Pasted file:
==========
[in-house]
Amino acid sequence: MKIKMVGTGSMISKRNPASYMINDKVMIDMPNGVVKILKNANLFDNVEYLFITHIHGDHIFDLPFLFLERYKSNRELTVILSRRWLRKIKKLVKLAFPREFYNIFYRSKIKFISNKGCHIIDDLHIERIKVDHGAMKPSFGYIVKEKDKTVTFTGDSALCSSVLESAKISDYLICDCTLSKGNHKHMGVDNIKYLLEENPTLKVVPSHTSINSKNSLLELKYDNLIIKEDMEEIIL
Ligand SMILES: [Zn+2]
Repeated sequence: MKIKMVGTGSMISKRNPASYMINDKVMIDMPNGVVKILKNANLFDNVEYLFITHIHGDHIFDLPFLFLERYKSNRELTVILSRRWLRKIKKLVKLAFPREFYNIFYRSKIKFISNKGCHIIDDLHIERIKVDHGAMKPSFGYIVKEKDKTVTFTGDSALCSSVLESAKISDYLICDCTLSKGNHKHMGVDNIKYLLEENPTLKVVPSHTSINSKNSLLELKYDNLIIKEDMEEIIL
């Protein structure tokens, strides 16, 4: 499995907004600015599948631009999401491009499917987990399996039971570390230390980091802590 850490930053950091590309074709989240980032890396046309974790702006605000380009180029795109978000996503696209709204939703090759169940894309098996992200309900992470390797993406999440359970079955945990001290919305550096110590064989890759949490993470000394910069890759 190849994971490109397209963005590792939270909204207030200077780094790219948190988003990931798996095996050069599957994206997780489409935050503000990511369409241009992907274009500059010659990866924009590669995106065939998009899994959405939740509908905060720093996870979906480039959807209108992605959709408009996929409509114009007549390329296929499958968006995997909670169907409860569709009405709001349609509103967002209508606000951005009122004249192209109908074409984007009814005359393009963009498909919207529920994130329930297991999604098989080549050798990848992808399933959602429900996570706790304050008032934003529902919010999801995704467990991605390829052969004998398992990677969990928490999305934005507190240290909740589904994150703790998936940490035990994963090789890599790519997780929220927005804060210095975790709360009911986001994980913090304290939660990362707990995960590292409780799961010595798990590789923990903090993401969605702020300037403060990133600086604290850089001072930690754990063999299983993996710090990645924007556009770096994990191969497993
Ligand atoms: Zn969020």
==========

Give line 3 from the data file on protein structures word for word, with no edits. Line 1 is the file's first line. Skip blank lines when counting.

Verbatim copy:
Ligand SMILES: [Zn+2]